The easiest commute you’ll ever have is just a few steps away.
A quarter of Chapman’s 8,542 students have on-campus jobs, according to the Student Employment Office. These jobs may pay above minimum wage, are conveniently located within minutes of classes, and provide opportunities to form connections with other students and professors. To land one of these competitive and coveted positions, read on.
1. Use Your Connections
If you know anyone who is a current or former employee or student at Chapman, reach out to them. “I contacted a family friend who works at Chapman. He told me they were looking for a new student worker and within the first week of school I had an interview and was hired on spot,” said Sophia Fisher, a student manager of men’s basketball at Chapman. Other common jobs on campus include a student grader and teacher’s assistant. Reach out to your professors to see if they have any job positions available. You won’t have to compete with other applicants and you build a stronger relationship with your professor.
2. Always Look for New Postings
New on-campus job postings go up frequently, so check for new postings on the daily. The earlier you apply, the better chance you have of securing an interview. Employers get swarmed with applications within the first few days of a job posting. If you are one of the first to apply, you’re ahead of the competition. To get an advantage over other fall semester applicants, look for jobs during your summer vacation, which is when many employers are looking to hire so as to have hires in place for fall.
3. Apply to Jobs Within Your Specific College
“Sharing a floor with faculty members at your college gives you professional insight,” and offers the opportunity to network with administrators and professors,” said Preston Tholan, a front office assistant at the Dodge College admissions office. Colleges look for students with extensive knowledge of their college, programs and operations. If you are already a student within the school or college, you have a leg up on the other candidates. “Whether it be directly or indirectly, I definitely think being a Dodge student helped me get my job at Dodge because I already had previous knowledge of the school,” said Tholan.
4. Design Your Own Resume
Your first instinct is to pull up Google Docs and click on the “resume” template. Resist this urge. On-campus employers are accustomed to seeing the same resume template time and time again. Be unique with a custom-designed resume (we recommend Canva!). Also, stop by the Chapman Career and Professional Development Center for free advice on your resume. Its walk-in hours are 2 p.m. to 4 p.m. Monday and Thursday, and 10 a.m. to 4 p.m. Tuesday and Wednesday.
5. A Cover Letter is NOT Optional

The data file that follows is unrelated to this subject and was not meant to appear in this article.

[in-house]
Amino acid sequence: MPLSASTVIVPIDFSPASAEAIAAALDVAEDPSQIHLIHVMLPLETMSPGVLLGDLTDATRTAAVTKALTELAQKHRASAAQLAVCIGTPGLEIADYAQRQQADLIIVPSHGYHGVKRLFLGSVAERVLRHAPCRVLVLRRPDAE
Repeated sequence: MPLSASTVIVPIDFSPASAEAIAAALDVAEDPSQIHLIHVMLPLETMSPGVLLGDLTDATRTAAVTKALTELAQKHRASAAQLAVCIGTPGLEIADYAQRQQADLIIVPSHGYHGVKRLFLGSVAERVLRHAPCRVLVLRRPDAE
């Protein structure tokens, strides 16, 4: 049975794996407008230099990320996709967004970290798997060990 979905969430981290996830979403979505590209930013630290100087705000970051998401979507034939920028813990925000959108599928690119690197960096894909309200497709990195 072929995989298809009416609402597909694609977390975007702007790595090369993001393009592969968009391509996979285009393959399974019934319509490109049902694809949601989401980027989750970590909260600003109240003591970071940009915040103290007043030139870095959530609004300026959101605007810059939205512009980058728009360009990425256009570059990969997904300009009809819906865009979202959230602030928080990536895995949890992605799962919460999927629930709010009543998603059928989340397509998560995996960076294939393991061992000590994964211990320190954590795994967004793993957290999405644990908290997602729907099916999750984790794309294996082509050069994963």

A cover letter is listed as optional on several on-campus job postings. With many applicants per job, set yourself apart by turning in a customized cover letter that contains specific evidence as to why you are the perfect candidate for the position. Mention any skills you have (a second language? a knowledge of Excel?) that will be of use in the position.
6. Apply to as Many Jobs as Possible
When we say a lot, we mean a lot. Some jobs get so many applications that you won’t hear back for months, or you won’t hear back at all. “I applied to upwards of 15 jobs the summer before my fall semester and only heard back from two,” said Cynthia Wang, a student worker at the Office of the Provost. When searching through Chapman job postings, flag any that interest you. Increasing the number of jobs you apply to betters your chance of securing at least one interview. But be sure to include a custom cover letter with each one.
7. Write a Thank You Note After the Interview
Whew! You’ve finished the interview. If you’ve done research on interviewing, you know to send a follow-up email. BUT, you can do better! Write a handwritten note thanking your interviewers and reference specifics in your conversation. Also, mention any of the strengths, skills and qualifications you may have forgotten to mention in your cover letter or during your interview. Drop if off within a day. This shows employers that you don’t take their interest in you for granted, and care about their time and the position.
8. Skip the Beach, Get on Your Grind
Summer break! While many students are on the beach the rest of Chapman remains in operation. If you are available to work in the summer, you have an edge in landing an on-campus jobs. Summer months are slow for Chapman – which means you may even have time to study between answering phone calls.
9. Stick Around for Interterm
Chapman also operates through interterm in December and January. Cut a few weeks off your winter break and work at Chapman.“My boss would frequently contact me asking for help in the office,” said Fisher. If many students don’t stay for interterm, chances are you will get scheduled for more hours. Get another course out of the way while raking in the cash.
10. Be Patient
You’ve applied to multiple jobs, but haven’t heard back from any. It can be frustrating. Keep persisting and applying. “A job I’ve been interested in closed last semester, but I found out from a friend that it recently opened up again since her co-workers will be studying abroad or leaving next semester,” said Kate Cheong, a student now trying to land it. Seniors graduate every year, leaving their on-campus jobs behind.